Data Analysis Finds Most Power Plants Contaminate Groundwater
Coal power plants in Wyoming and Montana are among those contaminating groundwater, as are most all coal plants, according to a new report from the Environmental Integrity Project and Earthjustice.
The study is based on newly available groundwater monitoring data the coal industry released publicly last March as a requirement of federal regulations finalized in 2015.
According to the National Coal Ash report, conducted by Environmental Integrity Project and Earthjustice, more than 240 coal power plants across the United States produce unsafe levels of pollutants - like arsenic, which is associated with a higher risk of cancer, and mercury, which can create dangerous conditions for fish.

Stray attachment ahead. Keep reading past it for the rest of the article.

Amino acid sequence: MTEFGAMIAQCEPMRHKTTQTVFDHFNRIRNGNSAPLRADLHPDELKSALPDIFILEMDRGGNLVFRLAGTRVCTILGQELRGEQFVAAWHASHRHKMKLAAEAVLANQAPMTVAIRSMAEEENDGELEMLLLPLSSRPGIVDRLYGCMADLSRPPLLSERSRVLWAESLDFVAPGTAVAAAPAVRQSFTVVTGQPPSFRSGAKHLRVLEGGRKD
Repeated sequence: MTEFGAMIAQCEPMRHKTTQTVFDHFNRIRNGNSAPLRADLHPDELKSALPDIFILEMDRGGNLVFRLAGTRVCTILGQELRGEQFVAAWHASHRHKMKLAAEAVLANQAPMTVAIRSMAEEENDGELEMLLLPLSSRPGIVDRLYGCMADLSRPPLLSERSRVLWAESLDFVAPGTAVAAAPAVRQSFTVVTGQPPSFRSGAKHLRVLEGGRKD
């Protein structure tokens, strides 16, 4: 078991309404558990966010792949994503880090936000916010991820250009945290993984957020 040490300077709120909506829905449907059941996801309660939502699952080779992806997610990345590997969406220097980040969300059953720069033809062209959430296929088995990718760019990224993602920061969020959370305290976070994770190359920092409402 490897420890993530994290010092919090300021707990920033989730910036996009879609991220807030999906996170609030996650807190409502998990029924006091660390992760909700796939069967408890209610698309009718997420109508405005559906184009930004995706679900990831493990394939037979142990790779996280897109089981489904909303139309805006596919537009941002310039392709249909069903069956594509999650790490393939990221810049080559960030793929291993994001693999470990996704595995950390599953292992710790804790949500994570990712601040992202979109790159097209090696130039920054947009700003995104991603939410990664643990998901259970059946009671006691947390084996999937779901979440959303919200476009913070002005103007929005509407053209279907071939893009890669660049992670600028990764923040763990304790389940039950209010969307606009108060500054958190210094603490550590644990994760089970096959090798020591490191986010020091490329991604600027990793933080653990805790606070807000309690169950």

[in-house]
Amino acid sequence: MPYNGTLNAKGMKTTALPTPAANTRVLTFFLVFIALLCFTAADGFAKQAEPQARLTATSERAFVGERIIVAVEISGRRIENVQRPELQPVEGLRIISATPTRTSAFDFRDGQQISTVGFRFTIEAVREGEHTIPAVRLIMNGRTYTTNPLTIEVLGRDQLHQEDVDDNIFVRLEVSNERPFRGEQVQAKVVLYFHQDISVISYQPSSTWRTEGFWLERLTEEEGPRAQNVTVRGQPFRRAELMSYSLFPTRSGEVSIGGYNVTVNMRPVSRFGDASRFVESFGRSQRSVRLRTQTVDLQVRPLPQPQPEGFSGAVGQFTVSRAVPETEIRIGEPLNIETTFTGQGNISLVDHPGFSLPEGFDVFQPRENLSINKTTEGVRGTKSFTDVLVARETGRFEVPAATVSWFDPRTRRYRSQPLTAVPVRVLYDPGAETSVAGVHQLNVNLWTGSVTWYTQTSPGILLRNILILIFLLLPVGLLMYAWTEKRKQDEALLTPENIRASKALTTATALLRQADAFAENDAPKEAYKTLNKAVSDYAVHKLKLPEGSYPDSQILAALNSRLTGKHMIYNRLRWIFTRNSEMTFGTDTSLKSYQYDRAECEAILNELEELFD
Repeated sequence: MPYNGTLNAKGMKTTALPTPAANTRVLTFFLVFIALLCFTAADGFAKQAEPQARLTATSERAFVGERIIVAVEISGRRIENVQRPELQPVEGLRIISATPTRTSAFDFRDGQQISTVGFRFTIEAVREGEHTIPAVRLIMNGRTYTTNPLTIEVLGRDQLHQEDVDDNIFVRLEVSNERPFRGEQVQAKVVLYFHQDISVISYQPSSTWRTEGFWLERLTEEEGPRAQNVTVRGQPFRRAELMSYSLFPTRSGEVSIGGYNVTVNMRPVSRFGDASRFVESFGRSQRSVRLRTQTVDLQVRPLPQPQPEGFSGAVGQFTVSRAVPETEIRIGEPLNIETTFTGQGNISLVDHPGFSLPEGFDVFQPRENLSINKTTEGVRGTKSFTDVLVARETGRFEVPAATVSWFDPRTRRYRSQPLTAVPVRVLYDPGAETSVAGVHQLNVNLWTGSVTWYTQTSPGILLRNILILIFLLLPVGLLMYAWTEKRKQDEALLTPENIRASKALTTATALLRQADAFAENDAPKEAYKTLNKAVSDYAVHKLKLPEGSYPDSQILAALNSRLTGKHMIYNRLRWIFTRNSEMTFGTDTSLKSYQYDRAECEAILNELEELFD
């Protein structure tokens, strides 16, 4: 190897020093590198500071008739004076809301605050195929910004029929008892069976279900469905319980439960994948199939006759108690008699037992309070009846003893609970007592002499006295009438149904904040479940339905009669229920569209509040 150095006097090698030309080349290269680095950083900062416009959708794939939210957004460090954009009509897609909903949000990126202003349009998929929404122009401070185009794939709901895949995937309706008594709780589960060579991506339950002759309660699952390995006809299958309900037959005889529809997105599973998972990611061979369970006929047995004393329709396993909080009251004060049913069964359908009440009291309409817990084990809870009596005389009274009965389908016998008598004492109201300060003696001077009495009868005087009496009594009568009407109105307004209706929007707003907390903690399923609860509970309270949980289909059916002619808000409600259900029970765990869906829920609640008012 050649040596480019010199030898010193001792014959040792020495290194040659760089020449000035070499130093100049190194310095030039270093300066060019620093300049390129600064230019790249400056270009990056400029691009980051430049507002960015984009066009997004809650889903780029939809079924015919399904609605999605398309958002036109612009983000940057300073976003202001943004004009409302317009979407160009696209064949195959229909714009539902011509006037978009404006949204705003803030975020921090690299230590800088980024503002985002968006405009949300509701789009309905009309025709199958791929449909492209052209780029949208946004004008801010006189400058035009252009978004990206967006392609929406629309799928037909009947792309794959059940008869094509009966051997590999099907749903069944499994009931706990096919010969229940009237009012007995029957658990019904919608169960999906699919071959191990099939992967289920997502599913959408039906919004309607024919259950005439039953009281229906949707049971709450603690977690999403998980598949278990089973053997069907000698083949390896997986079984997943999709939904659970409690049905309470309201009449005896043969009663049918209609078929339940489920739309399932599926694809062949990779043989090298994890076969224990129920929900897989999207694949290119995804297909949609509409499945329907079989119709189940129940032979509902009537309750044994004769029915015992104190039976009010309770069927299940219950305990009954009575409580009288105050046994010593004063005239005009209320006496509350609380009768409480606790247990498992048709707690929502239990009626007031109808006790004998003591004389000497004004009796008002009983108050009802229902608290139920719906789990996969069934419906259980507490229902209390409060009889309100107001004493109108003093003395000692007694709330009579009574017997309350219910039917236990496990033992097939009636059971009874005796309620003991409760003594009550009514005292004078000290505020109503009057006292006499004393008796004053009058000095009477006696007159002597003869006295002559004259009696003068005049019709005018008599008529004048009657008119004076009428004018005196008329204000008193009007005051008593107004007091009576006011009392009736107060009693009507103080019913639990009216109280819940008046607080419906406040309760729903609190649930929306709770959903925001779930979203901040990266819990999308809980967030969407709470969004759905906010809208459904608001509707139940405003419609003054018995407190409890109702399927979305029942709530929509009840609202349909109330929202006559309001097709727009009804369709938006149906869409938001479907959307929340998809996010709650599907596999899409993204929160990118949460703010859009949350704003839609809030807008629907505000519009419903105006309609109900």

At a press teleconference Monday, Environmental Integrity Project attorney and lead author on the report, Abel Russ, said almost all coal plants studied are contaminating groundwater.
“It could be coming from older, unregulated ash dumps on the property or it could be coming from something else, and sometimes it’s coming from all three, and that leave a tiny sliver of the industry, 11 plants, where the groundwater meets drinking water standards.”
Colstrip Steam Electric Station in southeast Montana and Lewis and Clark Station in northeast Montana are among those with pollutants present at unsafe levels.
Wyoming made the “top ten” contaminated sites list twice for the Naughton power plant and the Jim Bridger power plant, both in the south of the state.
Among the report’s recommendations is that the Environmental Protection Agency test private drinking water wells and bodies of water within a few miles of power plants to ensure that all are clear of contaminants.
The study also suggests requiring power plants to dispose of coal ash, a byproduct of energy production, using dry methods, as opposed to the more common use of “ponds,” which often leak into local groundwater.